What are your concerns?

Hard to understand

Or copy link


Coping With Not Being Able to Breastfeed: 4 Tips For Mommies

Coping With Not Being Able to Breastfeed: 4 Tips For Mommies

Breast milk is the best for babies. Many of us grew up hearing this message and probably thought to ourselves: when I become a mom, I’ll definitely breastfeed my baby. But not everything goes as planned, and sometimes, no matter how much you want to, breastfeeding isn’t really an option. Here are some tips for coping with not being able to breastfeed.

1. There are some contraindications to breastfeeding

Coping with not being able to breastfeed means you need to understand why you can’t give your baby breast milk.

According to the US Center for Disease Control, mommies cannot breastfeed their baby if they have or are suspected of having certain viral infections, like Ebola virus, HIV, and T-cell lymphotropic virus types I and II.

Mommies also cannot breastfeed if their baby has galactosemia, a genetic disorder that causes problems in converting galactose (sugar from milk) to glucose, another type of sugar.

The bottom line is, there are really situations when breastfeeding is not the best for you and your baby. Talk to your doctor about your options. Perhaps, the contraindication is just temporary or maybe you can give your baby expressed breast milk.

2. There are other ways to get breast milk for your baby

If you cannot breastfeed your baby or provide them with expressed milk, ask your doctor about the possibility of giving them donor breast milk.

Some facilities offer breast milk from thoroughly-screened donor mommies. And don’t worry about the quality. According to the Human Milk Bank Philippines, donor milk:

  • Is safe. The bank tests the milk for bacteria. To kill any remaining bacteria or viruses, the bank also pasteurizes the milk.
  • Also contains immunoglobulins, which protect babies from diseases.
  • Has enough calories. The bank encourages donor moms to actively express milk that contains adequate calories. They don’t collect drip milk, which has fewer calories.

Important. Many families get breast milk from a friend or neighbor donor for free, while others buy it online because it’s less expensive. Please stay cautious. The donor mom must be healthy and milk must be properly expressed and stored, otherwise, the milk could be contaminated.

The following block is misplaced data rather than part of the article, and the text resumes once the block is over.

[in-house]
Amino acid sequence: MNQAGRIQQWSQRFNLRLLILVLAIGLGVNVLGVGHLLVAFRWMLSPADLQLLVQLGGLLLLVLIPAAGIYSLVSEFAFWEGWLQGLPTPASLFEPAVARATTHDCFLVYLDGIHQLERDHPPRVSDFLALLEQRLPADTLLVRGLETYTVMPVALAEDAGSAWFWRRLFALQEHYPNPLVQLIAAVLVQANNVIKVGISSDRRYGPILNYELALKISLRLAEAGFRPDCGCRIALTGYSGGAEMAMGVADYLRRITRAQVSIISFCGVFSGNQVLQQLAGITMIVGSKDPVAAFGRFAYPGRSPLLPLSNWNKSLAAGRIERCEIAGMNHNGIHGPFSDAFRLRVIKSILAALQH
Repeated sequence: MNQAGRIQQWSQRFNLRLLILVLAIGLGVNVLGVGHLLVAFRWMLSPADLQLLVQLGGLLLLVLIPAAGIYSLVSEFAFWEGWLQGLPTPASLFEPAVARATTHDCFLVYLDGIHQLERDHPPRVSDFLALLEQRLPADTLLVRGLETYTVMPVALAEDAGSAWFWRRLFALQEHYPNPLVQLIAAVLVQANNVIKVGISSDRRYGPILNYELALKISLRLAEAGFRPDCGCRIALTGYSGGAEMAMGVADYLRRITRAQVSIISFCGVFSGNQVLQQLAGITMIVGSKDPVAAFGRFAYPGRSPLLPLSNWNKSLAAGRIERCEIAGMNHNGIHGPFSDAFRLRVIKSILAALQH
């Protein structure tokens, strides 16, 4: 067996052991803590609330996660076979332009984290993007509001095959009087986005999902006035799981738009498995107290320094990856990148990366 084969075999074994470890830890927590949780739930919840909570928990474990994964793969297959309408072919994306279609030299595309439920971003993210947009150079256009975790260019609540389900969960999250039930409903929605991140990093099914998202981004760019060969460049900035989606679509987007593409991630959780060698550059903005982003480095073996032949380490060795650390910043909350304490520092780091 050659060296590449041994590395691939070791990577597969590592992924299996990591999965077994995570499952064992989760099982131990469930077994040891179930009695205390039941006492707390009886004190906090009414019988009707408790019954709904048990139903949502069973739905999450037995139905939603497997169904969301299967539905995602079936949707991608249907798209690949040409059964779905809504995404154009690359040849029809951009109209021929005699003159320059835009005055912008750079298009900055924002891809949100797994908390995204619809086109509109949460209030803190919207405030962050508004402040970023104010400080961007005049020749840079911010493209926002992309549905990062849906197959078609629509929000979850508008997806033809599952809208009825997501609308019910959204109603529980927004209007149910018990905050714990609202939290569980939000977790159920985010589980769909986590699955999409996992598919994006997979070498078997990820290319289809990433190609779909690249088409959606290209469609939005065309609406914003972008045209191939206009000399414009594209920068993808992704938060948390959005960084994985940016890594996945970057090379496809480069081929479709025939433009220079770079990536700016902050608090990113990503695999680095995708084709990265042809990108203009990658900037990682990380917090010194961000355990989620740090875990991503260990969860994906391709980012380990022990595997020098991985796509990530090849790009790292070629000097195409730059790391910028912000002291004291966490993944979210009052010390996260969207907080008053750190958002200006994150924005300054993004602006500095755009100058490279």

3. Formula milk is not bad

Sometimes, coping with not being able to breastfeed requires acceptance that your baby needs to rely on formula milk.

Please remind yourself that although formula milk is not the first and best option, it’s not bad. Formula milk will also provide your baby with the nutrients he or she needs to thrive and stay healthy.

To choose the formula milk for your little one, have a discussion with their pediatrician.

4. Remember that breastfeeding is just one part of being a mother

Are you having a hard time coping with not being able to breastfeed? If so, please keep in mind that breastfeeding is just one part of being a mother.

You may not be able to breastfeed, but you can still do many things for your little one. You can still hold him, sing for him, and play with him. You can keep them healthy through regular check-ups and scheduled vaccination. Once they reach 6 months, you can also gradually start them with healthy, solid foods.

Don’t let your guilt stop you from doing other things for your baby and from enjoying your role as a mom.

Key Takeaways

Breast milk is the best for babies, but not in all situations. Coping with not being able to breastfeed may give you feelings of guilt, but remember that you can still do many things to keep your little one happy and healthy. Focus on these things. If you need more help emotionally and mentally, don’t hesitate to seek medical advice.

Learn more about Breastfeeding here.

Looking for Parenting stories?

Join the Parenting community and exchange stories with other moms and dads. Join Communities now!

Hello Health Group does not provide medical advice, diagnosis or treatment.


Contraindications to Breastfeeding or Feeding Expressed Breast Milk to Infant
Accessed June 23, 2021

Breast-feeding and infant health
Accessed June 23, 2021

Choosing an Infant Formula
Accessed June 23, 2021

How a human milk bank works
Accessed June 23, 2021

Dispelling Donor Milk Myths
Accessed June 23, 2021


Picture of the authorbadge
Written by Lorraine Bunag, R.N. Updated Jun 25, 2021
Fact Checked by Hello Doctor Medical Panel